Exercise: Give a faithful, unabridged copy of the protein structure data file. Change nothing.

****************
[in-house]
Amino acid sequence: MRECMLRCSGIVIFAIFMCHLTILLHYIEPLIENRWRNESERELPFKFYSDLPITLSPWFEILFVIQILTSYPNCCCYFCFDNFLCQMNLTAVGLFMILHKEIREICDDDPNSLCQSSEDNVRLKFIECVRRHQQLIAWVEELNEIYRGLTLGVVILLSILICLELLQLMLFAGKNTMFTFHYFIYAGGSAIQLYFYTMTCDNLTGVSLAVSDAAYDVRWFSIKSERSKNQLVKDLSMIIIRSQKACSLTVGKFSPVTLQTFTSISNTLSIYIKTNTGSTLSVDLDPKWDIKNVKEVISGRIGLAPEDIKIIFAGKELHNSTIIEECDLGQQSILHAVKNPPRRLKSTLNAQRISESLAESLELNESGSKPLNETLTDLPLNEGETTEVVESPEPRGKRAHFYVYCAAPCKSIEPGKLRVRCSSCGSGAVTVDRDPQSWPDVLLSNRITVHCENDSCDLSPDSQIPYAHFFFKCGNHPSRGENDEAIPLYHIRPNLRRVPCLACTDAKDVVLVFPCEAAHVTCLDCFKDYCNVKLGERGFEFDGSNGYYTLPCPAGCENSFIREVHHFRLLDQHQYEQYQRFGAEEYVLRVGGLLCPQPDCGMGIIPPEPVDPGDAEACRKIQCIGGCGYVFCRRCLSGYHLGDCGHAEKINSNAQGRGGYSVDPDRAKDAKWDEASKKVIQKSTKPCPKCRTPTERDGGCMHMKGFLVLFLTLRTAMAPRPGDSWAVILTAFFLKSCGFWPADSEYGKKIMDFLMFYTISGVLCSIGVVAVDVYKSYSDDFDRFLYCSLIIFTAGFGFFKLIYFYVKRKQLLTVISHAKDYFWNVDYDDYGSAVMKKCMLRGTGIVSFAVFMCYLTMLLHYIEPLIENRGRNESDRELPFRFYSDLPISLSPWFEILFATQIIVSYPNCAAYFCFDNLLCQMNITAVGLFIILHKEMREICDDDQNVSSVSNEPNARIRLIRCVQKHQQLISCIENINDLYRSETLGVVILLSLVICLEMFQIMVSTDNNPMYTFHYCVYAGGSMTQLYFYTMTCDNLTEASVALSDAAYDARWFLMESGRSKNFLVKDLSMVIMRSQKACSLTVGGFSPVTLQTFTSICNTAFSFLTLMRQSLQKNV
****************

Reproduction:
[in-house]
Amino acid sequence: MRECMLRCSGIVIFAIFMCHLTILLHYIEPLIENRWRNESERELPFKFYSDLPITLSPWFEILFVIQILTSYPNCCCYFCFDNFLCQMNLTAVGLFMILHKEIREICDDDPNSLCQSSEDNVRLKFIECVRRHQQLIAWVEELNEIYRGLTLGVVILLSILICLELLQLMLFAGKNTMFTFHYFIYAGGSAIQLYFYTMTCDNLTGVSLAVSDAAYDVRWFSIKSERSKNQLVKDLSMIIIRSQKACSLTVGKFSPVTLQTFTSISNTLSIYIKTNTGSTLSVDLDPKWDIKNVKEVISGRIGLAPEDIKIIFAGKELHNSTIIEECDLGQQSILHAVKNPPRRLKSTLNAQRISESLAESLELNESGSKPLNETLTDLPLNEGETTEVVESPEPRGKRAHFYVYCAAPCKSIEPGKLRVRCSSCGSGAVTVDRDPQSWPDVLLSNRITVHCENDSCDLSPDSQIPYAHFFFKCGNHPSRGENDEAIPLYHIRPNLRRVPCLACTDAKDVVLVFPCEAAHVTCLDCFKDYCNVKLGERGFEFDGSNGYYTLPCPAGCENSFIREVHHFRLLDQHQYEQYQRFGAEEYVLRVGGLLCPQPDCGMGIIPPEPVDPGDAEACRKIQCIGGCGYVFCRRCLSGYHLGDCGHAEKINSNAQGRGGYSVDPDRAKDAKWDEASKKVIQKSTKPCPKCRTPTERDGGCMHMKGFLVLFLTLRTAMAPRPGDSWAVILTAFFLKSCGFWPADSEYGKKIMDFLMFYTISGVLCSIGVVAVDVYKSYSDDFDRFLYCSLIIFTAGFGFFKLIYFYVKRKQLLTVISHAKDYFWNVDYDDYGSAVMKKCMLRGTGIVSFAVFMCYLTMLLHYIEPLIENRGRNESDRELPFRFYSDLPISLSPWFEILFATQIIVSYPNCAAYFCFDNLLCQMNITAVGLFIILHKEMREICDDDQNVSSVSNEPNARIRLIRCVQKHQQLISCIENINDLYRSETLGVVILLSLVICLEMFQIMVSTDNNPMYTFHYCVYAGGSMTQLYFYTMTCDNLTEASVALSDAAYDARWFLMESGRSKNFLVKDLSMVIMRSQKACSLTVGGFSPVTLQTFTSICNTAFSFLTLMRQSLQKNV